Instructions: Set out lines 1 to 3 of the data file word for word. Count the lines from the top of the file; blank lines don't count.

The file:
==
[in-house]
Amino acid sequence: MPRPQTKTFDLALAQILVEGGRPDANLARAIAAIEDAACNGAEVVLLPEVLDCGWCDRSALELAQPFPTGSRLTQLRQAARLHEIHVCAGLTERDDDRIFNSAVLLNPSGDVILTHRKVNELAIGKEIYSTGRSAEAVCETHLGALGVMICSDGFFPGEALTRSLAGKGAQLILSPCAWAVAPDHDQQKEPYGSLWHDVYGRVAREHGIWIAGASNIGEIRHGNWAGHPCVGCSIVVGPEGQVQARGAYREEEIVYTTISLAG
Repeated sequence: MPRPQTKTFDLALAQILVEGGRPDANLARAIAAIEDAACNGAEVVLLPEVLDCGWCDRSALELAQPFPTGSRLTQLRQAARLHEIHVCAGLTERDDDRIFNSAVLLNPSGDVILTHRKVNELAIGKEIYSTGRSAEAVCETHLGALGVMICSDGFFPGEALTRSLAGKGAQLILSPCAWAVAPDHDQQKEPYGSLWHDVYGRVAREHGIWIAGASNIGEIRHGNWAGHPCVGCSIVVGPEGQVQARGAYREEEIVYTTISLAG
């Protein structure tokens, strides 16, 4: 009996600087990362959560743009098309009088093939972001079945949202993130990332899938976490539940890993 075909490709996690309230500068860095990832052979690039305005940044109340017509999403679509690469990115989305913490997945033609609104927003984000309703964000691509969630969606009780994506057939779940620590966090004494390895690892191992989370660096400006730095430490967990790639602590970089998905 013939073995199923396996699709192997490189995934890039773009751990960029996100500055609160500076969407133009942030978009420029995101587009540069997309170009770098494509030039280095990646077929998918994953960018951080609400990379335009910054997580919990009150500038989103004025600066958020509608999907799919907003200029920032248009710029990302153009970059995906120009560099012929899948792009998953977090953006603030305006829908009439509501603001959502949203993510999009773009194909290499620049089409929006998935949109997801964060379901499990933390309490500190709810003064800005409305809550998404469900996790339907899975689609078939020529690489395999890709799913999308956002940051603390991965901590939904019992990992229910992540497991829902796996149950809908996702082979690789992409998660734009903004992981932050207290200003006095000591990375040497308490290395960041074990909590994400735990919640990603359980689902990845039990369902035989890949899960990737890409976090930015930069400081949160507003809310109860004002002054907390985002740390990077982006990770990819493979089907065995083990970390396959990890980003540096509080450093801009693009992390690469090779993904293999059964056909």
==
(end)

[in-house]
Amino acid sequence: MPRPQTKTFDLALAQILVEGGRPDANLARAIAAIEDAACNGAEVVLLPEVLDCGWCDRSALELAQPFPTGSRLTQLRQAARLHEIHVCAGLTERDDDRIFNSAVLLNPSGDVILTHRKVNELAIGKEIYSTGRSAEAVCETHLGALGVMICSDGFFPGEALTRSLAGKGAQLILSPCAWAVAPDHDQQKEPYGSLWHDVYGRVAREHGIWIAGASNIGEIRHGNWAGHPCVGCSIVVGPEGQVQARGAYREEEIVYTTISLAG
Repeated sequence: MPRPQTKTFDLALAQILVEGGRPDANLARAIAAIEDAACNGAEVVLLPEVLDCGWCDRSALELAQPFPTGSRLTQLRQAARLHEIHVCAGLTERDDDRIFNSAVLLNPSGDVILTHRKVNELAIGKEIYSTGRSAEAVCETHLGALGVMICSDGFFPGEALTRSLAGKGAQLILSPCAWAVAPDHDQQKEPYGSLWHDVYGRVAREHGIWIAGASNIGEIRHGNWAGHPCVGCSIVVGPEGQVQARGAYREEEIVYTTISLAG